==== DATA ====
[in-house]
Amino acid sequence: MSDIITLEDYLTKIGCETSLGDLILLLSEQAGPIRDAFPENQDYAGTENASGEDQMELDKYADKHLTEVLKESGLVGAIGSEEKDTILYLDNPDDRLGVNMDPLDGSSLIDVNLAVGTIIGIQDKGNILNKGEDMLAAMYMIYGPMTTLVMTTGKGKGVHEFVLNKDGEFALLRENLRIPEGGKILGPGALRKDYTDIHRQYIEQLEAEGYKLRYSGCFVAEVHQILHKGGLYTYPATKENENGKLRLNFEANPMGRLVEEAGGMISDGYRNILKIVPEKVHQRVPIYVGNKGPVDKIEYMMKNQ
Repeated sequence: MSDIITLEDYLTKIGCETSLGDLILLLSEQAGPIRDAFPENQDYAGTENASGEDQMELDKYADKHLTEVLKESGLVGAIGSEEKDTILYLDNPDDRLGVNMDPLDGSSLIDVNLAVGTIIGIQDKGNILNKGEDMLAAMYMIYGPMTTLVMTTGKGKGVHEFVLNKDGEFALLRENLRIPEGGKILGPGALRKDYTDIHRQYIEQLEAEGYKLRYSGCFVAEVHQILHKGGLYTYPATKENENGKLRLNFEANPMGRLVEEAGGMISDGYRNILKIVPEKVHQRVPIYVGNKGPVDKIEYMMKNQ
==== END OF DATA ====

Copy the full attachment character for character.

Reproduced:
[in-house]
Amino acid sequence: MSDIITLEDYLTKIGCETSLGDLILLLSEQAGPIRDAFPENQDYAGTENASGEDQMELDKYADKHLTEVLKESGLVGAIGSEEKDTILYLDNPDDRLGVNMDPLDGSSLIDVNLAVGTIIGIQDKGNILNKGEDMLAAMYMIYGPMTTLVMTTGKGKGVHEFVLNKDGEFALLRENLRIPEGGKILGPGALRKDYTDIHRQYIEQLEAEGYKLRYSGCFVAEVHQILHKGGLYTYPATKENENGKLRLNFEANPMGRLVEEAGGMISDGYRNILKIVPEKVHQRVPIYVGNKGPVDKIEYMMKNQ
Repeated sequence: MSDIITLEDYLTKIGCETSLGDLILLLSEQAGPIRDAFPENQDYAGTENASGEDQMELDKYADKHLTEVLKESGLVGAIGSEEKDTILYLDNPDDRLGVNMDPLDGSSLIDVNLAVGTIIGIQDKGNILNKGEDMLAAMYMIYGPMTTLVMTTGKGKGVHEFVLNKDGEFALLRENLRIPEGGKILGPGALRKDYTDIHRQYIEQLEAEGYKLRYSGCFVAEVHQILHKGGLYTYPATKENENGKLRLNFEANPMGRLVEEAGGMISDGYRNILKIVPEKVHQRVPIYVGNKGPVDKIEYMMKNQ